Barbara Tuchman’s The Guns of August is history at its best. It is both enjoyable and enlightening; it is “history as drama,” and like good fiction abounds in wise lessons.

Tuchman frames the events leading up to the First World War within the context of the principle decision makers. As she tells it, nations and individuals are not passively swept along by forces of history; the catalysts of history are individuals, replete with their flaws and foibles. She excels at character portraits, which contextualise the attitudes and judgements of history’s protagonists.

Having said that, Tuchman makes a compelling case that the world as we know it even today — 99 years after the guns of August 1914 were fired — is fundamentally shaped by the decisions and events which unfolded in that unhappy month. We may not be enslaved by the impersonal forces of history, but we are certainly shaped by the personal decisions of our forebears.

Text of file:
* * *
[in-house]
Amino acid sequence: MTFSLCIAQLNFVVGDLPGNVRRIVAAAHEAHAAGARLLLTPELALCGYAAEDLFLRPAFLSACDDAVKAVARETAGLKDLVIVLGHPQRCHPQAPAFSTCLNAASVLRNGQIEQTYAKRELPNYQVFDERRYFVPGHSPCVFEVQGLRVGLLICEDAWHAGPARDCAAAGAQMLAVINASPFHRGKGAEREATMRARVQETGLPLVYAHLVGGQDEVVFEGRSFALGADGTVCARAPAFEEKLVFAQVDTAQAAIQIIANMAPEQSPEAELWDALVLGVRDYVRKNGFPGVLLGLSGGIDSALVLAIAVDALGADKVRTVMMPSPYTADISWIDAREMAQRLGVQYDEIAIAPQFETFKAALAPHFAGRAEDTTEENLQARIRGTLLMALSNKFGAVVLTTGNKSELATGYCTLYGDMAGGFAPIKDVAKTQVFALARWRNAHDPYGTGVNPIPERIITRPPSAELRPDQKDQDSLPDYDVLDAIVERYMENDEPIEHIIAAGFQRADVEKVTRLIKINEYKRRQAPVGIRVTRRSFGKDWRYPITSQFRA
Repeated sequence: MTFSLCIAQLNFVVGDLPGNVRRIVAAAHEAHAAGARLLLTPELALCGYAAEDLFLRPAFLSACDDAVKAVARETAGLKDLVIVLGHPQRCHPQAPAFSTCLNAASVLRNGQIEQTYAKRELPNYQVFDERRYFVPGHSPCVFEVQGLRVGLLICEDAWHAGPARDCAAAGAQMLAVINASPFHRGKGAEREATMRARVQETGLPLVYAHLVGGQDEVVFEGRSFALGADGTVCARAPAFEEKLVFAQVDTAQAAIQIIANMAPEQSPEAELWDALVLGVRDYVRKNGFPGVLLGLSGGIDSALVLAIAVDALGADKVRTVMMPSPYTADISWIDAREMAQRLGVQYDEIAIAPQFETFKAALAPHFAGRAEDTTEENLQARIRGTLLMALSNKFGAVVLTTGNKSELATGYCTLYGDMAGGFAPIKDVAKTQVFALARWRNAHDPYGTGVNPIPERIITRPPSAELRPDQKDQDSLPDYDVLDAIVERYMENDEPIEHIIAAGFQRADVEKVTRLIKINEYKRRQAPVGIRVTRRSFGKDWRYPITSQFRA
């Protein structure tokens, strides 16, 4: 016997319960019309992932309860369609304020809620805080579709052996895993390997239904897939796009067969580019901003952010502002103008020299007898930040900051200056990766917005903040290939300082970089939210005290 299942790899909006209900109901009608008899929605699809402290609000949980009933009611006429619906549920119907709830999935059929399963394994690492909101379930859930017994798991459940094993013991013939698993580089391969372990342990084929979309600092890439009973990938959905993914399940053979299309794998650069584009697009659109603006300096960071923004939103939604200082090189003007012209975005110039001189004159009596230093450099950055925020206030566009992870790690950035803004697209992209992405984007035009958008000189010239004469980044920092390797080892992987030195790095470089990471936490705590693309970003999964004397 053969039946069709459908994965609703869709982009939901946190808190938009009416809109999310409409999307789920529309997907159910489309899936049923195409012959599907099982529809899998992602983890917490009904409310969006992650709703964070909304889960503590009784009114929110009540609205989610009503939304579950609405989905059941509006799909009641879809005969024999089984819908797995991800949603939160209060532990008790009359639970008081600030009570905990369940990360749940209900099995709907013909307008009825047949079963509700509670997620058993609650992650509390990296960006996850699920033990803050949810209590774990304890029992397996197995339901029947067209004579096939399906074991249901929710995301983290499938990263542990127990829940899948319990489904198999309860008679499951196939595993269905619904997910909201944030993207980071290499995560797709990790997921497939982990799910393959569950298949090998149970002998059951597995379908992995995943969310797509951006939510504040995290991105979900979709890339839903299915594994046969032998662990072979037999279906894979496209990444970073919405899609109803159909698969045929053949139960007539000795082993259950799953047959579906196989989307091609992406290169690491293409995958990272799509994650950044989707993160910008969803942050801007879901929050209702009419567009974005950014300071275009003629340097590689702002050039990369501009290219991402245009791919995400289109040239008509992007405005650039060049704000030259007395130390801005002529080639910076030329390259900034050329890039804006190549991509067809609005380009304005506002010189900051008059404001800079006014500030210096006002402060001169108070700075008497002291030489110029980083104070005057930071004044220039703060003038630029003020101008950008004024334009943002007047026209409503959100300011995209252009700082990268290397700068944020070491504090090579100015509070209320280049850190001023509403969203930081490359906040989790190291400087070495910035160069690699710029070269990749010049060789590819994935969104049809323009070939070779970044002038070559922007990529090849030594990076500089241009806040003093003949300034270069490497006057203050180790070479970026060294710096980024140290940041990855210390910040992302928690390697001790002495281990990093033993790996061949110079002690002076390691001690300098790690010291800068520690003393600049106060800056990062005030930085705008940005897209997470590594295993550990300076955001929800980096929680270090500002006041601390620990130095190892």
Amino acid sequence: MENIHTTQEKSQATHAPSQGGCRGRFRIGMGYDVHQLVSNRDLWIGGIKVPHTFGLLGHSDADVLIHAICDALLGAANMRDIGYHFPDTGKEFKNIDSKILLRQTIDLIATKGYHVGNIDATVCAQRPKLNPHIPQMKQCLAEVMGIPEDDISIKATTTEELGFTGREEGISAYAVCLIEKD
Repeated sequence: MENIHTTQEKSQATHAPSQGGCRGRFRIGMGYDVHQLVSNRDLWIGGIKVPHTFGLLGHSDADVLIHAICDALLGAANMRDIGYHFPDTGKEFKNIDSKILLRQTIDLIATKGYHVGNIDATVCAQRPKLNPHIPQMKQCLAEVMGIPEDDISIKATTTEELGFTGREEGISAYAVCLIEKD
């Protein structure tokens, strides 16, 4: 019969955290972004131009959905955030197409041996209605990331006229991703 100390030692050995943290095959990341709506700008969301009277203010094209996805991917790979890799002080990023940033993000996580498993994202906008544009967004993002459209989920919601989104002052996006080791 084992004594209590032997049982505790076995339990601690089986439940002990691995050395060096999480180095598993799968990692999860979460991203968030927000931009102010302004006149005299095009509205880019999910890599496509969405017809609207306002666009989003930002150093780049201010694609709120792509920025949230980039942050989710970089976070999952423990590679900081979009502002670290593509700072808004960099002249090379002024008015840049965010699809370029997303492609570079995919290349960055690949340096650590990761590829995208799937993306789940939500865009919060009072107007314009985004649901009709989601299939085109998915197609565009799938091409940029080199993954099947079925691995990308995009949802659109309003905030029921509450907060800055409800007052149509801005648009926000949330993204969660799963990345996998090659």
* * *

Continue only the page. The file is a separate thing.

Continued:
The Guns of August so impressed President John F. Kennedy when he read it, that he bought copies for his Cabinet and military advisors, and ordered them to read it too. Kennedy’s Secretary of the Army had a copy supplied to every American military base in the world.

The book was published nine months before the Cuban Missile Crisis. Robert Kennedy — the President’s brother and then-Attorney General — suggests that in that episode, Tuchman’s history itself made history:

Barbara Tuchman’s The Guns of August had made a great impression on the President. . . He talked about the miscalculations of the Germans, the Russians, the Austrians, the French, and the British. They somehow seemed to tumble into war, he said, through stupidity, individual idiosyncrasies, misunderstandings, and personal complexes of inferiority and grandeur . . .